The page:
And “Victim Of Circumstance” is one of the finest tracks Ten Years After ever recorded !


Chick Churchill (keyboards)
Alvin Lee (guitar, vocals)
Ric Lee (drums)
Leo Lyons (bass)
Nick Carls (background vocals)
Jimi Jamison (background vocals)

01. Highway Of Love (Gould/A.Lee) 5.13
02. Let’s Shake It Up (Gould/A.Lee) – 5:14
03. I Get All Shook Up (A.Lee) 4.38
04. Victim Of Circumstance (A.Lee) 4.29
05. Goin’ To Chicago (Hinkley/A.Lee) 4.22
06. Wild Is The River (Gould/A.Lee) 3.53
07. Saturday Night (Gould/A.Lee) 4.06
08. Bad Blood (Crooks/Lyons) 7.09
09. Working In A Parking Lot (Crooks/Lyons/Nye) 4.52
10. Outside My Window (Gould/A.Lee) 5.47
11. Waiting For The Judgement Day (Gould/A.Lee) 4.30


“Victim Of Circumstance”:

This world is driving me crazy.
Things goin’ on make me mad.
Waiting in the dole queue for money to come down.
No wonder this boy turned bad.
I’m gonna write my M. P.
Say what the fuck’s goin on,
All my life I’m runnin’ on empty,
Watchin’ everybody else have fun.

I’m a victim of circumstance, a victim of circumstance.
This boy never ever stood a chance, I’m a victim of circumstance,
whoa – yea!

See the big fat rich man in his Rolls – Royce;
Squeaky clean kids by his side.
I get the shit, they get the chances.
I get to walk, they get to ride.
You know I’m your problem boy,
I never even stood a chance.
Pent up frustrations runnin’ inside me now,
I’m a victim of circumstance.

I’m a victim of circumstance, a victim of circumstance.
This boy never ever stood a chance, I’m a victim of circumstance, ow!

What you doin’ for the workers?
What you doin’ for the unemployed?
Keep dishin’ out money for all those jerkers,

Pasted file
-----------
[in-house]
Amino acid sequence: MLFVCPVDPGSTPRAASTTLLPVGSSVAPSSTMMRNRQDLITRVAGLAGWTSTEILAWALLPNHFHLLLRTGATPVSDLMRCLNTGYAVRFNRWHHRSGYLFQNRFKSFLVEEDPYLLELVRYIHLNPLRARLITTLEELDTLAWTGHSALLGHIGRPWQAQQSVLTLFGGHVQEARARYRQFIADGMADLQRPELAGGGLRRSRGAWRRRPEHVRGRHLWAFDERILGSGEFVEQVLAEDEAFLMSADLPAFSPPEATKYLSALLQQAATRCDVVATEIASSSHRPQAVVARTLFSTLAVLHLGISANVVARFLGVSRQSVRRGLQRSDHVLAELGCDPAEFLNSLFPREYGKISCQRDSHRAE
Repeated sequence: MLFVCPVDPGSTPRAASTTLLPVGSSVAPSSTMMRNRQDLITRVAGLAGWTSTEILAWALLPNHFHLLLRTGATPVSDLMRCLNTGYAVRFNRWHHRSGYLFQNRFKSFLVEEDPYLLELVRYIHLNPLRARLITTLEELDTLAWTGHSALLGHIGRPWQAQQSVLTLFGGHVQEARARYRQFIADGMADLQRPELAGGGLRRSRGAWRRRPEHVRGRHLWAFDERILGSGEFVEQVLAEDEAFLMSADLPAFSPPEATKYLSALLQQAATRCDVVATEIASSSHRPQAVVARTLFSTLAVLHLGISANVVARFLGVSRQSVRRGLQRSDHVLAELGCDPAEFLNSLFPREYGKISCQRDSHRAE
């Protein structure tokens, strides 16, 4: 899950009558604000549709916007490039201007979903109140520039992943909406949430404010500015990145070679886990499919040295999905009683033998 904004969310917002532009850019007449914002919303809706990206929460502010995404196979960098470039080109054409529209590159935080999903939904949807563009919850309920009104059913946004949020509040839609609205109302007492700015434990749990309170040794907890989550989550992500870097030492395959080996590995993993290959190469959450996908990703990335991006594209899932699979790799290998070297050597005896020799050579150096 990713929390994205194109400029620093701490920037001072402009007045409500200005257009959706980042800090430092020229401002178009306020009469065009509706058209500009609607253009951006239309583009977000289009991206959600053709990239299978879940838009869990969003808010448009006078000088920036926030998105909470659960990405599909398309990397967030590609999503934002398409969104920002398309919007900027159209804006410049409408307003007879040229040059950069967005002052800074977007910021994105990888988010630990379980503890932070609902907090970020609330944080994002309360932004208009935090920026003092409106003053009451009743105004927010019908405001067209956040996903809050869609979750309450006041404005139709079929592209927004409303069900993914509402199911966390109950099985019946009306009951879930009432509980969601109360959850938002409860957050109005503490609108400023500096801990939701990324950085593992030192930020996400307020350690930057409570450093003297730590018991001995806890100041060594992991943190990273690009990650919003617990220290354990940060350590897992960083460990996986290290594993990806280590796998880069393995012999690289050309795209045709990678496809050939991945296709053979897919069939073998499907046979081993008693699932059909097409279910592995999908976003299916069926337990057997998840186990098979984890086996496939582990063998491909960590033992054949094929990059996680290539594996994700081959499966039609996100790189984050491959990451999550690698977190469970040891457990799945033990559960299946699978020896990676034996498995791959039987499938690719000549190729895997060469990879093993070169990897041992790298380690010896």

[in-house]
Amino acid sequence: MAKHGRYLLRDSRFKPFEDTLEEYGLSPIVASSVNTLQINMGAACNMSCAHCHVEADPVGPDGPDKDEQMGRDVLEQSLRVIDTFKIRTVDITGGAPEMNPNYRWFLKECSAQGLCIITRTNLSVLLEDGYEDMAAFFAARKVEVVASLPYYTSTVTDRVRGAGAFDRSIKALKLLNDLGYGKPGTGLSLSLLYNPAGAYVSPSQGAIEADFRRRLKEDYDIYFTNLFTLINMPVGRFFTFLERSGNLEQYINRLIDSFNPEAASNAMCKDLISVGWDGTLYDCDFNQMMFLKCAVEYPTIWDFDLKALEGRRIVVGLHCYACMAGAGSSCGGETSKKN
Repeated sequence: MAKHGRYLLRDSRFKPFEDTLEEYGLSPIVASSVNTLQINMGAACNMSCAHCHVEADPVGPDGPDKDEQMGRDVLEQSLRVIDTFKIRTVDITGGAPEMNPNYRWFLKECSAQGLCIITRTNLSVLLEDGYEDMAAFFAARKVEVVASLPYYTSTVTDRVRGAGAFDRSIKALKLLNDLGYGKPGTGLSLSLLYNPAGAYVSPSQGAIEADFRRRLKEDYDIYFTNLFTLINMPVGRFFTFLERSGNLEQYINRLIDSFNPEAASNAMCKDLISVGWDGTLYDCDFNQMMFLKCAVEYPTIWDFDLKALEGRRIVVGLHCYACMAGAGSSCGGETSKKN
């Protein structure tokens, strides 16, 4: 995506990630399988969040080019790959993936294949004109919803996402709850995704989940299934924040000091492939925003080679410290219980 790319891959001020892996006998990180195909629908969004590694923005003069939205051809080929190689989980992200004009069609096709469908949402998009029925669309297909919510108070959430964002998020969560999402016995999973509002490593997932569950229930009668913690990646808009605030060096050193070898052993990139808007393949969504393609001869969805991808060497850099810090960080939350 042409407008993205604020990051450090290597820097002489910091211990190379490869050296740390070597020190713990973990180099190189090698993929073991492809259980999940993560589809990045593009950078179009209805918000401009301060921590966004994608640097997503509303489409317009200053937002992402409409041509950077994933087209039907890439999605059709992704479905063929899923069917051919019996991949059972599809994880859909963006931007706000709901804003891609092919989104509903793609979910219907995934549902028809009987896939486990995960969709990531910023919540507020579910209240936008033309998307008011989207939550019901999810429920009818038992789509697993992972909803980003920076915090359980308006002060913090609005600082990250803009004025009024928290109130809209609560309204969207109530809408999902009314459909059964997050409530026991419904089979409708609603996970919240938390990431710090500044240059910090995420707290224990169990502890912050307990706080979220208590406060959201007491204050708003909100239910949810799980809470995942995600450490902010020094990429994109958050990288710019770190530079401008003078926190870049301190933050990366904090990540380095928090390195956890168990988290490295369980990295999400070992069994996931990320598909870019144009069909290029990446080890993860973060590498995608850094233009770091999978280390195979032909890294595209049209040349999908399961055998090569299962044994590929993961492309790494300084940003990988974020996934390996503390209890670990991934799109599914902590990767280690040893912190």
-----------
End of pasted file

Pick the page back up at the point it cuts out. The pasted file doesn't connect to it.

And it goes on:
Can’y say I’m over-joyed.
So don’t mess with my life,
I’ve had to scrape and fight.
Just give me some hope it’s gonna get better,
Maybe I can sleep at night.

I’m a victim of circumstance, a victim of circumstance.
This boy never ever stood a chance, I’m a victim of circumstance,
Ow! Victim of circumstance, victim of circumstance,
This boy never ever stood a chance. Ah!

Eddie Hardin – Survival (1988)

FrontCover1Eddie Hardin (19 February 1949 – 22 July 2015) was not only the keyboard player for The Spencer Davis Group and Hardin & York, but he was a musician, who recorded many (more or less unsuccessful( solo albums.

This is one of his finest solo albums he ever recorded.

This album was a part of the “Landscape Series”, the “new age” label from  Coda Records:

The Coda record label was a subsidiary of the successful English independent record label Beggars Banquet from 1986 to 1992. Nick Austin, one of the company’s directors until 1992, suggested the idea after returning from America and being excited by an emerging new music genre called “New Age”. Coda served as an early UK outlet for the New Age genre.(by

Call this music new age or call it good music … These Eddie Hardin melodies are so peaceful, calm and quiet …

Most of the tracks (but not all !) were played by Eddie Hardin on the piano …

“We have become survivors in a world that´s sometimes lost its charms and I feel the titel “Survivors” apt for us all” (Eddie Hardin)


Eddie Hardin (keyboards)


01. Innocent Victims 3.59
02. Lost Chilhood 4.57
03. Seeds Of Suspicion 3.54
04. Schools Of Thought 4.19
05. Perfect Survivor 4.45
06. Lessons To Learn 4.00
07. Where Do We Go From Here 4.20
08. A Slice Of Paradise 3.39
09. Never Again 3.53
10. Rules We Can’t Ignore 4.26

Music composed by Eddie Hardin